astral projection

a soft haze wraps the body,
enrapturing its wholeness without the
haunting of an elusive psyche–a collection
of auratic stardust weaving through
the constellations of our reality, devising one of the many
astral realms we are a part of. the swirling chaos of it all,
of the pandemonium risen from the unveiling of the universe,
breaks the linearity of time and our bodies as its measurement.

radical beauty

her lips dry like peach slices
as sunlight deepens the complexity
of her skin. she strides in
crowded meat markets and in between
street vendors while laughing with
a belly as sound as the atlantic and
the earth awakens from its
media-drugged slumber because
its gravity can’t hold her down.
she caresses the imprints of
change on her body that no one knew
how to love, and her calloused hands
devoted themselves to loving her;
after fucking popular beauty
she was still happy not being one.

word vomit ⎮ the body, the soul, & spirituality

Lately I’ve been reading a couple of books, one of them being Gloria Anzaldúa’s Borderlands/La frontera: The New Mestiza. In short, the author discusses her experience being in the middle of the U.S. and Mexican culture. She touches on several different topics, such as Aztec history, spirituality, and language. It’s a great read if you’re interested in Chicana or Women’s Studies. However, me asking you to read her book isn’t the point of this post. I have been thinking about one of her ideas. She left me with so questions after reading this paragraph:

[Some] religions encourage fear and distrust of life and of the body; they encourage a spilt between the body and the spirit and totally ignore the soul; they encourage us to kill off parts of ourselves. We are taught that the body is an ignorant animal; intelligence dwells only in the head. But the body is smart. It does not discern between external stimuli and stimuli from the imagination. It reacts equally viscerally to events from the imagination as it does to ‘real’ events. (Anzaldúa, Borderlands/La frontera: The New Mestiza, pages 37-38)

All my life, I have been taught that my body is nothing more than a vessel that my spirit will leave once it can no longer hold me. This idea comforted me. I’ve always told myself to fear nothing because my body will be what’s damaged and not my soul. My body will be the part of me rotting in the ground while my spirit soars throughout space and time, interacting with other energies. Now that I am intrigued by this new possibility, the comfort I felt before is fading. If my body and my spirit are linked, and not as separate as I think…if my body is damaged, will my spirit be affected? If my spirit is low, will my body be?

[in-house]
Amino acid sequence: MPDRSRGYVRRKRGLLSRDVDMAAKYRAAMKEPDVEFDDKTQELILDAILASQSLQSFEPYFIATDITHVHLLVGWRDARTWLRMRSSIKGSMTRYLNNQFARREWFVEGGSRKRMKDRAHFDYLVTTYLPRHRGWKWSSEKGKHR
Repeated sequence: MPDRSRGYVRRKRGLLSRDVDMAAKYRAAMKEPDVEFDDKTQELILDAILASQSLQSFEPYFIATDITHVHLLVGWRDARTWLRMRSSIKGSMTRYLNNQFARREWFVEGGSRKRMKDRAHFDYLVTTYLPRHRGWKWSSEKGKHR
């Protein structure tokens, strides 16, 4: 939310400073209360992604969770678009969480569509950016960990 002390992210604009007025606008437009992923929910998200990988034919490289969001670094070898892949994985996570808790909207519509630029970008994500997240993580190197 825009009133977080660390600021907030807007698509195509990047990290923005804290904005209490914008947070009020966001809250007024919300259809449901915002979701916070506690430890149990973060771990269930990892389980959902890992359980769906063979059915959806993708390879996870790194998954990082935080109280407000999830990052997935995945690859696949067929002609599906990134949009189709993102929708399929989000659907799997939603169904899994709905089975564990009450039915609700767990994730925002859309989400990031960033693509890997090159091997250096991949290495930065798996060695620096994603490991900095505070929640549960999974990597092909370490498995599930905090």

I like the concept that Anzaldúa presents: the notion that the body is more than a vessel, that our bodies and spirits are joined in some way. Perhaps our bodies teach our souls a few things, and our souls teach our bodies a few others—an exchange of thought, feelings, realities. Now that I’ve had more time to think about it, it isn’t a bad thing that our bodies and souls are intertwined. If my body is healthy, my spirit would be too; if my body is hurting, my spirit would learn to heal; if my spirit is sad, my body would express it. This quote has described the importance of taking care of the two, seeing them as a team instead of being separate entities. I like it.

I also agree with Anzaldúa in that the body isn’t an uneducated, oblivious creature. It recognizes the realities we experience (from the common reality we all share to things that are otherworldly). Some of us feel a cold air, goosebumps, or our heart stops; it’s our body signaling a strange occurrence to our minds, our souls. Our souls and bodies work in conjunction. It is not only the spirit that experiences our lives, but our body as well, and vice versa.

This may all seem like common sense. But to me, it’s something I’ve just discovered a few days ago and it clicked. I love reading/hearing different perspectives regarding spirituality, and at the moment, I enjoy this idea that Anzaldúa introduces.